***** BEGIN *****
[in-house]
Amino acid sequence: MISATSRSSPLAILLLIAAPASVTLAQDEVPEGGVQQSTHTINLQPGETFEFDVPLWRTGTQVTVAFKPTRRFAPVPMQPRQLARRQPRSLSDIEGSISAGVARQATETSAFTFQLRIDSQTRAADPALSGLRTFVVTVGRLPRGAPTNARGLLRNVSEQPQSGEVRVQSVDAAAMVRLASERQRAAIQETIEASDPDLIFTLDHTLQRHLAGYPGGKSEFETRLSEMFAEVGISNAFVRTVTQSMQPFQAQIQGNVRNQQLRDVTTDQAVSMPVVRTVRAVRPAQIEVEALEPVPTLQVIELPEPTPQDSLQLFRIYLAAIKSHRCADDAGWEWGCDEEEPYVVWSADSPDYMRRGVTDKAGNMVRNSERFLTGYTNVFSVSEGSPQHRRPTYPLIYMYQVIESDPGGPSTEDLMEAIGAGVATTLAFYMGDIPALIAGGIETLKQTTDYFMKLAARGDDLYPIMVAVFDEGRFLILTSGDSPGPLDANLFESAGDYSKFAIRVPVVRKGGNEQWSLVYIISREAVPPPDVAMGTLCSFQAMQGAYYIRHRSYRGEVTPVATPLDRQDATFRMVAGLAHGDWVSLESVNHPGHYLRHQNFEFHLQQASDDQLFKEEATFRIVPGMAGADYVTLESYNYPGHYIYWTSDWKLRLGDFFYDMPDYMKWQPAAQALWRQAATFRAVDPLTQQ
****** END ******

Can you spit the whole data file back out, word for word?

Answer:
[in-house]
Amino acid sequence: MISATSRSSPLAILLLIAAPASVTLAQDEVPEGGVQQSTHTINLQPGETFEFDVPLWRTGTQVTVAFKPTRRFAPVPMQPRQLARRQPRSLSDIEGSISAGVARQATETSAFTFQLRIDSQTRAADPALSGLRTFVVTVGRLPRGAPTNARGLLRNVSEQPQSGEVRVQSVDAAAMVRLASERQRAAIQETIEASDPDLIFTLDHTLQRHLAGYPGGKSEFETRLSEMFAEVGISNAFVRTVTQSMQPFQAQIQGNVRNQQLRDVTTDQAVSMPVVRTVRAVRPAQIEVEALEPVPTLQVIELPEPTPQDSLQLFRIYLAAIKSHRCADDAGWEWGCDEEEPYVVWSADSPDYMRRGVTDKAGNMVRNSERFLTGYTNVFSVSEGSPQHRRPTYPLIYMYQVIESDPGGPSTEDLMEAIGAGVATTLAFYMGDIPALIAGGIETLKQTTDYFMKLAARGDDLYPIMVAVFDEGRFLILTSGDSPGPLDANLFESAGDYSKFAIRVPVVRKGGNEQWSLVYIISREAVPPPDVAMGTLCSFQAMQGAYYIRHRSYRGEVTPVATPLDRQDATFRMVAGLAHGDWVSLESVNHPGHYLRHQNFEFHLQQASDDQLFKEEATFRIVPGMAGADYVTLESYNYPGHYIYWTSDWKLRLGDFFYDMPDYMKWQPAAQALWRQAATFRAVDPLTQQ